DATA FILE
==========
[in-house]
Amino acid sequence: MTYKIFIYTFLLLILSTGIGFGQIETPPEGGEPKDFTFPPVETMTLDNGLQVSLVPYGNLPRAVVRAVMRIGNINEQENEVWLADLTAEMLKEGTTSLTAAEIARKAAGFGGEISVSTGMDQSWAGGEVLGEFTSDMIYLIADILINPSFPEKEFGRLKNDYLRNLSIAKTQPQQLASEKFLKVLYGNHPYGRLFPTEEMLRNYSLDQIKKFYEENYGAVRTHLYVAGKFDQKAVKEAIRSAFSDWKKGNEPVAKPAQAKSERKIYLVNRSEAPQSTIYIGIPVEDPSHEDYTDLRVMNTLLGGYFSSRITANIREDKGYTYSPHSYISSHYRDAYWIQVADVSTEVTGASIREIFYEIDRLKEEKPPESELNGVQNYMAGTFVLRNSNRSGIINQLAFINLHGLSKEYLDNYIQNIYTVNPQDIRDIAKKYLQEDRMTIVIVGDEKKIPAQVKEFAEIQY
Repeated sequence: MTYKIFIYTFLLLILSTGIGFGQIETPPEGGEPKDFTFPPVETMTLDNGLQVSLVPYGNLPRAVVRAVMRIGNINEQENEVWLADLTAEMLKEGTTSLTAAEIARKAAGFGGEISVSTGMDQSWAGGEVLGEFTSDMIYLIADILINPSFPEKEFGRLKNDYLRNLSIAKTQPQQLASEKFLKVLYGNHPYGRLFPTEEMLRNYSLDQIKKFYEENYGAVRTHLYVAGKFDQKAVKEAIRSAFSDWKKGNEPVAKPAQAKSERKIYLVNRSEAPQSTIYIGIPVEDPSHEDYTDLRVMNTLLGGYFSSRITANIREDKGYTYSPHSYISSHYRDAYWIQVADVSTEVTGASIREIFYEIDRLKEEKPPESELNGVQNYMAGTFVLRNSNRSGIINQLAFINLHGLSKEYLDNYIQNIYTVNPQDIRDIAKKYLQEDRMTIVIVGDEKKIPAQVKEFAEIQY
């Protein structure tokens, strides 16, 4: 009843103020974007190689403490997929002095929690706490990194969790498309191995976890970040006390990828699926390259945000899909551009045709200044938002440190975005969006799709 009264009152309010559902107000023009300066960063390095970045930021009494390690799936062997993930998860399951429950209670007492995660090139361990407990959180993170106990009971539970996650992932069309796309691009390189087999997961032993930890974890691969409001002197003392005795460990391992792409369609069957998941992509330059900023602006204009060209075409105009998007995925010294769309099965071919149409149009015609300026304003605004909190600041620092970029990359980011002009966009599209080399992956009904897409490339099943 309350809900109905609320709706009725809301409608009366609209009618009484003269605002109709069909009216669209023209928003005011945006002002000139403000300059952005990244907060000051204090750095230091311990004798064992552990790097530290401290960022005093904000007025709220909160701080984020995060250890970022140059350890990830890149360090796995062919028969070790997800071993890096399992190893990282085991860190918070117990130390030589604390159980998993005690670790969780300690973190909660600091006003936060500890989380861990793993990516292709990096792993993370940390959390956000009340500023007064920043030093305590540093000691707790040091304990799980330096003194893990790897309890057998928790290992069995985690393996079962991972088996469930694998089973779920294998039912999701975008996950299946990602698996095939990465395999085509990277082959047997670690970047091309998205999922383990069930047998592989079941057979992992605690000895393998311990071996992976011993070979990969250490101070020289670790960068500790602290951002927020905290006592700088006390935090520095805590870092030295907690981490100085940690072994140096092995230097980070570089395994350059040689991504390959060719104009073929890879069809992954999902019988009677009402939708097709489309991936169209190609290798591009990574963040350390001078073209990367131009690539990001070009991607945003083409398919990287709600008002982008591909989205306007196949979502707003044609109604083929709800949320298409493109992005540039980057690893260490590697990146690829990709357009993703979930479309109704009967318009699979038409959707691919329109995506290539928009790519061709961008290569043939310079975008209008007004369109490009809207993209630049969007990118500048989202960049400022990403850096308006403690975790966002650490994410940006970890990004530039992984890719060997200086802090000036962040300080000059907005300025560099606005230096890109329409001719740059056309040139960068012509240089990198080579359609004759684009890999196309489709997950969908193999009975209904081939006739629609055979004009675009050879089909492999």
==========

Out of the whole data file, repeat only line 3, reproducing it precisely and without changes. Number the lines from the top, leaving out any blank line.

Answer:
Repeated sequence: MTYKIFIYTFLLLILSTGIGFGQIETPPEGGEPKDFTFPPVETMTLDNGLQVSLVPYGNLPRAVVRAVMRIGNINEQENEVWLADLTAEMLKEGTTSLTAAEIARKAAGFGGEISVSTGMDQSWAGGEVLGEFTSDMIYLIADILINPSFPEKEFGRLKNDYLRNLSIAKTQPQQLASEKFLKVLYGNHPYGRLFPTEEMLRNYSLDQIKKFYEENYGAVRTHLYVAGKFDQKAVKEAIRSAFSDWKKGNEPVAKPAQAKSERKIYLVNRSEAPQSTIYIGIPVEDPSHEDYTDLRVMNTLLGGYFSSRITANIREDKGYTYSPHSYISSHYRDAYWIQVADVSTEVTGASIREIFYEIDRLKEEKPPESELNGVQNYMAGTFVLRNSNRSGIINQLAFINLHGLSKEYLDNYIQNIYTVNPQDIRDIAKKYLQEDRMTIVIVGDEKKIPAQVKEFAEIQY